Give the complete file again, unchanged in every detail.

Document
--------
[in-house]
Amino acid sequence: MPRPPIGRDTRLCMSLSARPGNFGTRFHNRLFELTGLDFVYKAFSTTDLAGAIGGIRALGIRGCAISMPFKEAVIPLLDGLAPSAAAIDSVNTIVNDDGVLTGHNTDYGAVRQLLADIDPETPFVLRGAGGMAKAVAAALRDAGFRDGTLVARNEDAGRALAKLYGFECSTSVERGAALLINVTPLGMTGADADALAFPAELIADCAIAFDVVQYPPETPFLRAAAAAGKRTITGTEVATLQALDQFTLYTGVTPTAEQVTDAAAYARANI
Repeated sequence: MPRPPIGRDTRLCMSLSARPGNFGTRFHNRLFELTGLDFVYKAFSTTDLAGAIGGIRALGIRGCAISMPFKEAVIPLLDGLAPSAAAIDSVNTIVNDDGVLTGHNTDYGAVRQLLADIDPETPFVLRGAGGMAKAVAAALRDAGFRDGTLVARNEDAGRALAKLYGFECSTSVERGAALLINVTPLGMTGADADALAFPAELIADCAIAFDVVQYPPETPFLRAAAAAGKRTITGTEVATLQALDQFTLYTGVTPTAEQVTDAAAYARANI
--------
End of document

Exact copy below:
[in-house]
Amino acid sequence: MPRPPIGRDTRLCMSLSARPGNFGTRFHNRLFELTGLDFVYKAFSTTDLAGAIGGIRALGIRGCAISMPFKEAVIPLLDGLAPSAAAIDSVNTIVNDDGVLTGHNTDYGAVRQLLADIDPETPFVLRGAGGMAKAVAAALRDAGFRDGTLVARNEDAGRALAKLYGFECSTSVERGAALLINVTPLGMTGADADALAFPAELIADCAIAFDVVQYPPETPFLRAAAAAGKRTITGTEVATLQALDQFTLYTGVTPTAEQVTDAAAYARANI
Repeated sequence: MPRPPIGRDTRLCMSLSARPGNFGTRFHNRLFELTGLDFVYKAFSTTDLAGAIGGIRALGIRGCAISMPFKEAVIPLLDGLAPSAAAIDSVNTIVNDDGVLTGHNTDYGAVRQLLADIDPETPFVLRGAGGMAKAVAAALRDAGFRDGTLVARNEDAGRALAKLYGFECSTSVERGAALLINVTPLGMTGADADALAFPAELIADCAIAFDVVQYPPETPFLRAAAAAGKRTITGTEVATLQALDQFTLYTGVTPTAEQVTDAAAYARANI